Coffee News: from Seed to Cup

WBC Alejandro Mendez: How to Promote Specialty Coffee in El Salvador

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In 2011, at only 23 years old, Salvadoran Alejandro Mendez won one of the most coveted titles in the coffee world: World Barista Champion. Yet unlike most competing baristas, that wasn’t his dream. No, his dream was to promote the coffee culture of his home country, 
El Salvador.

Mendez has demonstrated both incredible loyalty and immense dedication. He’s never stopped working towards his goals and, in 2015, he became one of the four founders of 4 Monkeys Coffee Roasters: a step on the way to raising the profile of Salvadoran coffee.

Spanish Version: WBC Alejandro Méndez: Cómo Promover el Café de Especialidad en El Salvador

We met up with Mendez to learn exactly what it is that drives this barista champion – and where he plans to go next.

Alejandro Mendez

Alejandro Mendez with a winning grin.

So after winning the World Barista Championship, why did you stay in El Salvador?

After winning, I was offered so many opportunities in countries like Spain, Australia, Japan, and others but I felt like it wasn’t fair of me to leave. Everything I know, I learned at Viva Espresso – I couldn’t leave that behind.

I also decided to stay in El Salvador because I wanted to create a culture of good coffee here. We’re a coffee-producing country, and we have all the qualities needed to serve customers an excellent cup of coffee – especially as customers become more demanding about what they consume.

And I want to make this culture of good coffee more well-known. I hope people will learn more about what good coffee really means.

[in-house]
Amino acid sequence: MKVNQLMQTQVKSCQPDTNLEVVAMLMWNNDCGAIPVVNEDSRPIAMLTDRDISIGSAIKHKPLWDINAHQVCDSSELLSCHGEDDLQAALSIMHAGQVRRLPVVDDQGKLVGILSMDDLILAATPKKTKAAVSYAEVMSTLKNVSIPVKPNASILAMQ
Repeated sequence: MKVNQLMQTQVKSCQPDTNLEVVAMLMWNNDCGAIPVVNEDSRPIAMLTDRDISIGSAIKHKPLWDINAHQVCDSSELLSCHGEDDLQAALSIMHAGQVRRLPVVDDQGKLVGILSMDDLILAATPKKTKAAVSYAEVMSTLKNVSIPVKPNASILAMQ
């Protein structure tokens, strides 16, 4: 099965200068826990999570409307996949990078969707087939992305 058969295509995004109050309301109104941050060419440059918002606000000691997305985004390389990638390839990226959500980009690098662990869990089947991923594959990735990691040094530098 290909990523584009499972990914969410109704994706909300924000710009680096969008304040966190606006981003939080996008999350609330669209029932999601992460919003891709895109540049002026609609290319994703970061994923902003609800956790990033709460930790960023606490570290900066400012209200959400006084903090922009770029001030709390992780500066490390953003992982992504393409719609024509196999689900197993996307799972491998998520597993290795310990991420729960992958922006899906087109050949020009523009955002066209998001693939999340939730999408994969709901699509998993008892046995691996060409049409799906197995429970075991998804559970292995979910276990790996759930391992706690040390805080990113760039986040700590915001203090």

Someone has to do this, and if no one else will… it has to be me.

With 4 Monkeys, this is our long-term vision. We want to educate consumers and we want to be able to expand.

4 monkeys team

4 Monkeys Coffee Roasters team

So how does 4 Monkeys raise the profile of good coffee?

With 4 Monkeys, we promote good coffee; we four are a very close group dedicated to sharing our knowledge, as coffee roasters and baristas, with those who want to know. I want to help people keen to learn about coffee, and I want to motivate coffee lovers to consume quality coffee.

And if anyone wants to participate in the coffee national championships, I also want to help them learn about how to prepare good coffee – to give them a good foundation for that competition.

I want to see 4 Monkeys expand, first nationally and then internationally, throughout Central America and all around the world.

 cappuccino at 4 monkeys

Cappuccinos by 4 Monkeys

SEE ALSO: What Does It Take to Judge or Compete at a Barista Championship?

What’s an average day in the life of Alejandro Mendez?

Because I love what I do, I don’t see my passion as a job. No day is the same or monotonous. I get up very early and I’m always doing something I like. Some days I meet with clients, other days we do coffee tastings, and sometimes we go to the farms and will roast coffee.

What projects do you have in the future?

Well, first – as I mentioned – expand 4 Monkeys nationally and then internationally, if possible. I want to continue roasting coffee and see if we can expand to other countries and promote the consumption of quality coffee.

I have also planned out a coffee magazine with almost all content in Spanish. Many baristas and coffee experts in Latin America seek material in Spanish – and they don’t find it. This way, they could know more methods of preparation, more about  coffee producers, and more about the culture of coffee.

What’s your advice to coffee lovers, coffee producers, and baristas who read Perfect Daily Grind?

Coffee is not something to be taken lightly. It’s something you have to treat as you would a good wine. It has the same or better virtues as wine.

Article written by J. Mijango and edited by T. Newton.

Feature Photo Credit: J. Mijango.

Perfect Daily Grind.

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